The Carnival Triumph fire that knocked out power and left more than 4,000 passengers and crew stranded without air conditioning, hot food or working toilets was traced to a flexible fuel oil return line. NBC's Brian Williams reports.
The cause of the engine fire that left the cruise ship Carnival Triumph without power for five days was a leak in a fuel oil return line that sprayed onto a hot surface, the Coast Guard announced Monday.
Lt. Cmdr. Teresa Hatfield, head of the U.S. Coast Guard Marine Casualty Investigation Team, said the oil caught fire when it made contact with the hot surface. She said the suppression system kicked on immediately and that the ship’s crew “did a very good job” in responding.
The fire is not suspected to have been caused intentionally.
During a teleconference with reporters Monday, Hatfield said the damage was contained to a relatively small area of the engine room. But because the oil burned at such a high temperature, crew members had to close off the room and could not immediately put out the blaze.
Hatfield deferred questions about when the fuel oil return lines were last inspected or why the damage had been so severe, saying only that the investigation is ongoing.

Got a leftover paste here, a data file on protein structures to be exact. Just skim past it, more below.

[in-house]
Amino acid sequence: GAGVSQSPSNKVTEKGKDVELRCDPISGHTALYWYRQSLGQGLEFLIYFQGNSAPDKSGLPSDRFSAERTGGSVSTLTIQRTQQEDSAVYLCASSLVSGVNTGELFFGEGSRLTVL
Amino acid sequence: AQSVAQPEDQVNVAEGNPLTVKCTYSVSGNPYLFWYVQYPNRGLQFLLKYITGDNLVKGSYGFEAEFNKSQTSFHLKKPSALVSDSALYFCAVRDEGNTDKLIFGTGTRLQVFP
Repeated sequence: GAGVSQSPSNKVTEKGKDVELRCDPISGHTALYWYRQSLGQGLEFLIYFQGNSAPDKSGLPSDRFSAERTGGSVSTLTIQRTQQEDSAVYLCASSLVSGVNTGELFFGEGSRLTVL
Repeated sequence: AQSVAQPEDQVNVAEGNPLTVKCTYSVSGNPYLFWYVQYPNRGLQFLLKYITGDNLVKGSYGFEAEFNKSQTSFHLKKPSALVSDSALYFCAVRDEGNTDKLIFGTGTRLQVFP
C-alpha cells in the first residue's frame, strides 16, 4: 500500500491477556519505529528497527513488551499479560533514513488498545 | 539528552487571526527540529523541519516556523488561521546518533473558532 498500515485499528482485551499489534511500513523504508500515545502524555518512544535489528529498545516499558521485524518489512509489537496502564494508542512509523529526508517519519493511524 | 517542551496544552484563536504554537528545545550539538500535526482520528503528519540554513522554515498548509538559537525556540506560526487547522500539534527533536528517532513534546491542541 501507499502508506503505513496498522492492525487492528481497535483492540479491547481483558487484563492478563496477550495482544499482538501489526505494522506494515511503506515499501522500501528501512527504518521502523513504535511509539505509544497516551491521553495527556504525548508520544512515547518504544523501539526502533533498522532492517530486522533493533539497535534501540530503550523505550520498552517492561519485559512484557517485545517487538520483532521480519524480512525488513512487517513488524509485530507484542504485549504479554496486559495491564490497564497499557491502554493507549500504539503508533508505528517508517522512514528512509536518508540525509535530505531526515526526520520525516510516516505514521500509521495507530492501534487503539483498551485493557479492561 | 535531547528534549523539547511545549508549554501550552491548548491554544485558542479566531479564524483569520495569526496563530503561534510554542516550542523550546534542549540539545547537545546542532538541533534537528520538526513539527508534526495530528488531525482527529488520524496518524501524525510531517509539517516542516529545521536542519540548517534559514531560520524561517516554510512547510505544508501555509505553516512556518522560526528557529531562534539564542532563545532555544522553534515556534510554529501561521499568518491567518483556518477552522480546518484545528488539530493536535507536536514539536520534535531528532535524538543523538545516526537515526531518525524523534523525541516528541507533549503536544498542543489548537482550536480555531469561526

The Coast Guard has been with the vessel since it docked in Mobile, Ala., on Thursday and is conducting interviews with both passengers and crew. The service expects to complete the onsite investigation by the end of the week.
The Bahamas Maritime Agency is leading the investigation, but the Coast Guard and National Transportation Safety Board are leading the U.S. efforts.
The ship left from Galveston, Texas, on Feb. 7 for a four-day cruise that was to take passengers to Mexico. On the third day, the fire broke out, leaving the 4,200 passengers and crew with no power, a scarcity of food and only a few working bathrooms.
The final report on the incident could be six months away. Investigators are trying to determine why the fire disabled the ship.